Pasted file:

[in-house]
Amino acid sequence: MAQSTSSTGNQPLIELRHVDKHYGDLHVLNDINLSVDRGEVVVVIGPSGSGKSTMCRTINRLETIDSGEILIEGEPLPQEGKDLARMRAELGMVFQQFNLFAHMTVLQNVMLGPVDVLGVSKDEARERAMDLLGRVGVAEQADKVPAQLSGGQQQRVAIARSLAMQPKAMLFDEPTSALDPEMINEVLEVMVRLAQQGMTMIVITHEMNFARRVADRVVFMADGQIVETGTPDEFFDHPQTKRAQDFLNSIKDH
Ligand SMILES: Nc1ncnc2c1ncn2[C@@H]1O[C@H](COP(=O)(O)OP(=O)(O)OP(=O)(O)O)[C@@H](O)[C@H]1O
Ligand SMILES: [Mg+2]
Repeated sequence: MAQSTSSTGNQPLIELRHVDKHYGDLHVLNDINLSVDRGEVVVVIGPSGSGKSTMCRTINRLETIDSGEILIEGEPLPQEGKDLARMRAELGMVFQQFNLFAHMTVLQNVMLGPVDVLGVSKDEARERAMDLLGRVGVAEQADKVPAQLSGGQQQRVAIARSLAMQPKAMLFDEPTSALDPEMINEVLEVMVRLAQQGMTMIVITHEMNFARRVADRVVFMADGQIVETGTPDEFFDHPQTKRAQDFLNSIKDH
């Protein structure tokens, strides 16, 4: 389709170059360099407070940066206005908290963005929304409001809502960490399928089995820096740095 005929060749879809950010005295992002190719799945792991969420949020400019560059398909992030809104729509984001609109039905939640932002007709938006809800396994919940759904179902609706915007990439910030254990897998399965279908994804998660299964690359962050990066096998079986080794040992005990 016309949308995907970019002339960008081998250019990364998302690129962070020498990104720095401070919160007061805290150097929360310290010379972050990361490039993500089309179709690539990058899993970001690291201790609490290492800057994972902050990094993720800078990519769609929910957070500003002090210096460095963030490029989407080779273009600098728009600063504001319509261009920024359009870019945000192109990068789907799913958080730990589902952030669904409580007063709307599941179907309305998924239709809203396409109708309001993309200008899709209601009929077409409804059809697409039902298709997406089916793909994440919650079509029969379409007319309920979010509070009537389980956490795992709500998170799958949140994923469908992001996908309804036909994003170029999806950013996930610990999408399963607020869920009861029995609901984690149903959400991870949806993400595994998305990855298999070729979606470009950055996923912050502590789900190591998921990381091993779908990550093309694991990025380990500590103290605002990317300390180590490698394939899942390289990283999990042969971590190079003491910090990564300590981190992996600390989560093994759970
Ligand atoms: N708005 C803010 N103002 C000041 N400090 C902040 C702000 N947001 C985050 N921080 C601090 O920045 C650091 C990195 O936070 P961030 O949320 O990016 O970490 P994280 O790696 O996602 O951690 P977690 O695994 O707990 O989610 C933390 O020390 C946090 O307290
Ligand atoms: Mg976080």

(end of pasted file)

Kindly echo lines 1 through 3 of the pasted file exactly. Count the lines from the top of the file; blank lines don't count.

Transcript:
[in-house]
Amino acid sequence: MAQSTSSTGNQPLIELRHVDKHYGDLHVLNDINLSVDRGEVVVVIGPSGSGKSTMCRTINRLETIDSGEILIEGEPLPQEGKDLARMRAELGMVFQQFNLFAHMTVLQNVMLGPVDVLGVSKDEARERAMDLLGRVGVAEQADKVPAQLSGGQQQRVAIARSLAMQPKAMLFDEPTSALDPEMINEVLEVMVRLAQQGMTMIVITHEMNFARRVADRVVFMADGQIVETGTPDEFFDHPQTKRAQDFLNSIKDH
Ligand SMILES: Nc1ncnc2c1ncn2[C@@H]1O[C@H](COP(=O)(O)OP(=O)(O)OP(=O)(O)O)[C@@H](O)[C@H]1O